Thursday, May 31, 2001

Wrong for rites

Last night, I went to a meeting at our church to register my son for First Communion. I did it with trepidation, because I was sure the religious education director would spy me from the front of the room, reach out with an enormous cane, and yank me outta there. "You? What are you doing here? What makes you think your noisy, jumpy little boy could be eligible for First Communion? He can't be in church for five minutes without screaming! He'll ruin it for everybody!"

Let's just say I'm feeling a little defensive about my son just now. He's been getting sad faces on his behavior chart at school, the special-needs summer camp he's gone to for two years is sounding a bit testy about dealing with his behavioral issues, and with summer religious education classes coming up, I know I'm going to be debating with the director about just how inclusive their inclusion of my little special-needs kid is going to be.

Plus, have I mentioned his behavior in church? It's hugely, hugely better than it used to be. But it's still awful.

My worrying, at least about last night, turned out to be for nothing. There were no enormous canes in evidence. My son's name was on the list of prospective communicants, just like everybody else's. If the director and her assistant thought, "Omigosh, not HIM!", they did not say it to my face. For one evening, at least, he was just another boy.

Which leaves for me, apparently, the job of discerning if he's really ready. And raises the uncomfortable possibility that the people responsible for turning him away from this spiritual rite of passage may be his very own mom and dad. It's so much easier when administrators do that sort of thing; it's so much easier to be a righteously indignant mother bear. I'm really good at that.

But not so good in examining my son's spiritual side. I'm not sure he has one. He may be able to cognitively grasp the facts associated with the Eucharist, but can he understand the significance and the solemnity of the act? Can he be trusted not to, say, taste the Host and then spit it out if he doesn't like it? Can he have any understanding of what taking the Host means, beyond just putting a wafer in your mouth? I have my doubts that most seven-year-olds can, but they will eventually; will my neurologically impaired guy ever?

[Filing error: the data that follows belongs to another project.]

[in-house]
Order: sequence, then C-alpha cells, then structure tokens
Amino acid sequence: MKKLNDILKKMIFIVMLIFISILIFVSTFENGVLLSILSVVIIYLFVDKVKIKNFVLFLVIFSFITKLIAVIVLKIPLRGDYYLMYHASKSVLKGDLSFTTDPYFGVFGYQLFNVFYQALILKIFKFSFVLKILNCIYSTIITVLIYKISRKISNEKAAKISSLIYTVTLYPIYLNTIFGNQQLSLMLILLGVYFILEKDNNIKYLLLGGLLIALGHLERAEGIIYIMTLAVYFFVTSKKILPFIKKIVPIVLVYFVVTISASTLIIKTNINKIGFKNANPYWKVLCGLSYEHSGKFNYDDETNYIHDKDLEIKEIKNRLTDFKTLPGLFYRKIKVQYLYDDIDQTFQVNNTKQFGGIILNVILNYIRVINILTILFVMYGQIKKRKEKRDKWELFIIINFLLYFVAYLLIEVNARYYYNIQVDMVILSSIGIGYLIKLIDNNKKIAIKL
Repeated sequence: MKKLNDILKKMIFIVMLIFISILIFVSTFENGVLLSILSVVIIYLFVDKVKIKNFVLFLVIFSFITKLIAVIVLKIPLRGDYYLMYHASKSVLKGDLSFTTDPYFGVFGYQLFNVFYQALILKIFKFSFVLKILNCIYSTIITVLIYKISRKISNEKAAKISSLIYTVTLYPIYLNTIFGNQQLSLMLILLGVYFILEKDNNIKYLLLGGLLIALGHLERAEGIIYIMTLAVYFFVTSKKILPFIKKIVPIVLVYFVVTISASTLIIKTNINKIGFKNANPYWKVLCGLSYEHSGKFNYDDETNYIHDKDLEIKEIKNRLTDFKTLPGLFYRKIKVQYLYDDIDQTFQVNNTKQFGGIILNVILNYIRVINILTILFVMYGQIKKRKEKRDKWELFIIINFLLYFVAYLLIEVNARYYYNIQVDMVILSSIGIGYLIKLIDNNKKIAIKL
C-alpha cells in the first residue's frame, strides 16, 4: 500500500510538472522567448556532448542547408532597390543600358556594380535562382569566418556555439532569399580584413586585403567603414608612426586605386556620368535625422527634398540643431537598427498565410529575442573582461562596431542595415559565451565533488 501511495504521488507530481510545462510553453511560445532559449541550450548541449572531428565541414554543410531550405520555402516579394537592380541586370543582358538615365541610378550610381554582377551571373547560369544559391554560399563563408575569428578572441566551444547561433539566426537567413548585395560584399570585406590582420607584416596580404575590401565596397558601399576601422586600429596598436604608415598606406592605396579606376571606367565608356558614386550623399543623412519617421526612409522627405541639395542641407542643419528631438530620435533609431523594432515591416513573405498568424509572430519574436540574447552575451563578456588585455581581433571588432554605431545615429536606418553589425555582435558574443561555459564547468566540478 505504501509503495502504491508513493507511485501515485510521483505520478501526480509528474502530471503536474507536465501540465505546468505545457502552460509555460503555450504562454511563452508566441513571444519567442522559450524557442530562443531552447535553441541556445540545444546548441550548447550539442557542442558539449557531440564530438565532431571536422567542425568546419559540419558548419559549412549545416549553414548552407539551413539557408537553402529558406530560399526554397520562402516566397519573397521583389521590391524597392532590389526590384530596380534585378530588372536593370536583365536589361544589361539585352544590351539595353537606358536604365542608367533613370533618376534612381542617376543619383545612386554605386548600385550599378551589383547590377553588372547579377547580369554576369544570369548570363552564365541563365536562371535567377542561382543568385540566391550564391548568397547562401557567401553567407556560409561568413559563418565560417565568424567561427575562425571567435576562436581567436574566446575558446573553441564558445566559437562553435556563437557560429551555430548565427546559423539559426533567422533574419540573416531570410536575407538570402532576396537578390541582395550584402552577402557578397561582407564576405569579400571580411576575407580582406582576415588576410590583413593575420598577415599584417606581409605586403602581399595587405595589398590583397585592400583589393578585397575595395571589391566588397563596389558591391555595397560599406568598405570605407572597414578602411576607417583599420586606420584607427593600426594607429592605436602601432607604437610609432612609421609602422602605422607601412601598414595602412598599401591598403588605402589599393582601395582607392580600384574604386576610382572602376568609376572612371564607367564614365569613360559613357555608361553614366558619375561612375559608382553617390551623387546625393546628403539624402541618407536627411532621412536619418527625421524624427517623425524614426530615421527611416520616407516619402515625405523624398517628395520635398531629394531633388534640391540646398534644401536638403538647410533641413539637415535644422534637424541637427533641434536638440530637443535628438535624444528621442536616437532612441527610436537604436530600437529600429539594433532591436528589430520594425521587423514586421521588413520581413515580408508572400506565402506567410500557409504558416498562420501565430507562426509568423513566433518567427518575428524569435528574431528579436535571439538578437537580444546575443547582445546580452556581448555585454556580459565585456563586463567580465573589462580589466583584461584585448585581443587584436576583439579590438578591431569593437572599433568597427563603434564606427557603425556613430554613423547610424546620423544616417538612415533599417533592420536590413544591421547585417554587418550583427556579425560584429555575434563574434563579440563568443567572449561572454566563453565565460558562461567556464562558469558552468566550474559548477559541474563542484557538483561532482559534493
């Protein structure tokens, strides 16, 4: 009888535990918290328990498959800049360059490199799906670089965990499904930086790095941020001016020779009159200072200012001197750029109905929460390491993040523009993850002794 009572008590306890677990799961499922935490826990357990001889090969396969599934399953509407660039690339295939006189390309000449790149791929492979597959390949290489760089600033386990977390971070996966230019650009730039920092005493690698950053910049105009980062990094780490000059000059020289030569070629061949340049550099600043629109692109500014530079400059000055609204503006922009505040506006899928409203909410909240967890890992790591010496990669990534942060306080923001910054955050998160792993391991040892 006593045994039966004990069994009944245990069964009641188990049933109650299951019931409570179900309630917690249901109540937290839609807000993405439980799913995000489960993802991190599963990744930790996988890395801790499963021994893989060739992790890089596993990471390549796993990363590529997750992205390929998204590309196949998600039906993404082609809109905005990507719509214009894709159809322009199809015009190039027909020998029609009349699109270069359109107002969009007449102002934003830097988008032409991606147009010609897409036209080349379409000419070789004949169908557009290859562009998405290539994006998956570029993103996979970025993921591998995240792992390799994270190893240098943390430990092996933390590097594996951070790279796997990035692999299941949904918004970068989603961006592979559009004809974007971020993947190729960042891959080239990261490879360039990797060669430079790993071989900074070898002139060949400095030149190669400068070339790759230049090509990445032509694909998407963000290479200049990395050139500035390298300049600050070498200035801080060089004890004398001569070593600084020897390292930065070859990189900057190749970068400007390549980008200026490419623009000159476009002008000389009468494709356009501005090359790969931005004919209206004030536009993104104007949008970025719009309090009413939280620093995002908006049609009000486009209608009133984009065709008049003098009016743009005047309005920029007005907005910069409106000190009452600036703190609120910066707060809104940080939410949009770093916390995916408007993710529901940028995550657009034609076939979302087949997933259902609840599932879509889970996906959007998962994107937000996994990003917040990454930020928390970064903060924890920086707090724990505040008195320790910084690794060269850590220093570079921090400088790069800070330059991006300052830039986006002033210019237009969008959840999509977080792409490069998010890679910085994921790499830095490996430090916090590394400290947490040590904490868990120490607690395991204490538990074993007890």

Then there's the issue of First Reconciliation, which in less enlightened days we called confession, and penance. We are to prepare our children for this by discussing the things they do wrong and talking about the need to confess our sins and ask forgiveness. I don't even know how to consider the notion of sin with my son, who is impulsive not out of sinfulness but because of prenatal brain damage, and doesn't have a clue why he does what he does. All the reading I've done lately on fetal alcohol damage suggests that the worst thing you can do is make the child feel like he's "bad." I don't think the church is interested in doing that anymore, either, but you can't talk about sin without at least tiptoing in that direction. The religious education director indicated that, if a child is not ready for First Reconciliation, he can delay it for a couple of years and still make First Communion. Maybe we could delay it indefinitely? At this point, we suspect that our son would go into the confessional, ask the priest what kind of car he drives, and request to see his car keys.

In a way, it seems silly to be worrying about my boy's religious development when there are so many basic developmental issues in fret-worthy condition. It must seem silly to any readers out there for whom religion is not important. It is important to our family, and finding a way to help my son participate fully in the life of the church is an ongoing challenge. If anyone else out there is meeting that challenge with a special-needs child, drop me a note. Maybe God will grant us a little inspiration.

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